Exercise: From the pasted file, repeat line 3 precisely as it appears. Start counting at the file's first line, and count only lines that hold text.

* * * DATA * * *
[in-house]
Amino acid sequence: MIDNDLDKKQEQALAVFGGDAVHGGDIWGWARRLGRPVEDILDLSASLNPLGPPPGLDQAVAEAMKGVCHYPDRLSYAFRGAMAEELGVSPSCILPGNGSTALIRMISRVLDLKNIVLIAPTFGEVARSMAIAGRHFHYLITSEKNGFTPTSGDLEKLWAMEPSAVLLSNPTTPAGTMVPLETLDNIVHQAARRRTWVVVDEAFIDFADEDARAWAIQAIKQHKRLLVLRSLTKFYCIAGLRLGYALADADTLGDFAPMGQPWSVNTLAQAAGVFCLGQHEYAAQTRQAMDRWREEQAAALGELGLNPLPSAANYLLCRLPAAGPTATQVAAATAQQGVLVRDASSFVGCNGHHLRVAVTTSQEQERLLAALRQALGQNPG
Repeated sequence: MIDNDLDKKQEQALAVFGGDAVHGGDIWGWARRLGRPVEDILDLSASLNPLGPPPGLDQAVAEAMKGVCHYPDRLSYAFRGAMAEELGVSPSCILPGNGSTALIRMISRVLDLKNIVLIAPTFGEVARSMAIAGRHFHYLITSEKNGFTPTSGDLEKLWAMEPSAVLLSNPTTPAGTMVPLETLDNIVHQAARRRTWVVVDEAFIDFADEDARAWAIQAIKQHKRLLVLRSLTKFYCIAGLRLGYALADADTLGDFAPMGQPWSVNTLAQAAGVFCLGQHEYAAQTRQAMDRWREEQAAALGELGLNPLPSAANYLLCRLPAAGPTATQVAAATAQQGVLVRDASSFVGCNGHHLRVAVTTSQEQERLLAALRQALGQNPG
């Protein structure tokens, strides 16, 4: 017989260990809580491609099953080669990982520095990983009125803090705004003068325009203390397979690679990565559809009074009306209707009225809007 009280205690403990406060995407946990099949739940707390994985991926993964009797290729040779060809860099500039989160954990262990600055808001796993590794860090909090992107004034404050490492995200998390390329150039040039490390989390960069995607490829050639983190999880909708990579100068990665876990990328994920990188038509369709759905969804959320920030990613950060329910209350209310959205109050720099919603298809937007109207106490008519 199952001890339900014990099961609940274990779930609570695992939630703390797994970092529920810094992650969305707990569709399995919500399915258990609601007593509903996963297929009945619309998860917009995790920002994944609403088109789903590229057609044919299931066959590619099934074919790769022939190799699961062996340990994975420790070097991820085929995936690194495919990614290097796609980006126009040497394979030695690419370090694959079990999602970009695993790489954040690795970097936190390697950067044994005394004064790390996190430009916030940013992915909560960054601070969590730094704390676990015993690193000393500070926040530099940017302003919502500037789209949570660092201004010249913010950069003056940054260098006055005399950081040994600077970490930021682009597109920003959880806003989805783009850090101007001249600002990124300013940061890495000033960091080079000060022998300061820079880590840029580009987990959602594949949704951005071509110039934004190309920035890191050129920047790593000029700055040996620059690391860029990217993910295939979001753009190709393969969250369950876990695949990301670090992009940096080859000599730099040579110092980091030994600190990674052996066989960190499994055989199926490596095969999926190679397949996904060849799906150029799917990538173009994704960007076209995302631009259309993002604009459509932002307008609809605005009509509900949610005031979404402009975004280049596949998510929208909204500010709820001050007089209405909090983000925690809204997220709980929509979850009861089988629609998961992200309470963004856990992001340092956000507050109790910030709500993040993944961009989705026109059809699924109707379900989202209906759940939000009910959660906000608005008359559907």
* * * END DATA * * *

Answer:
Repeated sequence: MIDNDLDKKQEQALAVFGGDAVHGGDIWGWARRLGRPVEDILDLSASLNPLGPPPGLDQAVAEAMKGVCHYPDRLSYAFRGAMAEELGVSPSCILPGNGSTALIRMISRVLDLKNIVLIAPTFGEVARSMAIAGRHFHYLITSEKNGFTPTSGDLEKLWAMEPSAVLLSNPTTPAGTMVPLETLDNIVHQAARRRTWVVVDEAFIDFADEDARAWAIQAIKQHKRLLVLRSLTKFYCIAGLRLGYALADADTLGDFAPMGQPWSVNTLAQAAGVFCLGQHEYAAQTRQAMDRWREEQAAALGELGLNPLPSAANYLLCRLPAAGPTATQVAAATAQQGVLVRDASSFVGCNGHHLRVAVTTSQEQERLLAALRQALGQNPG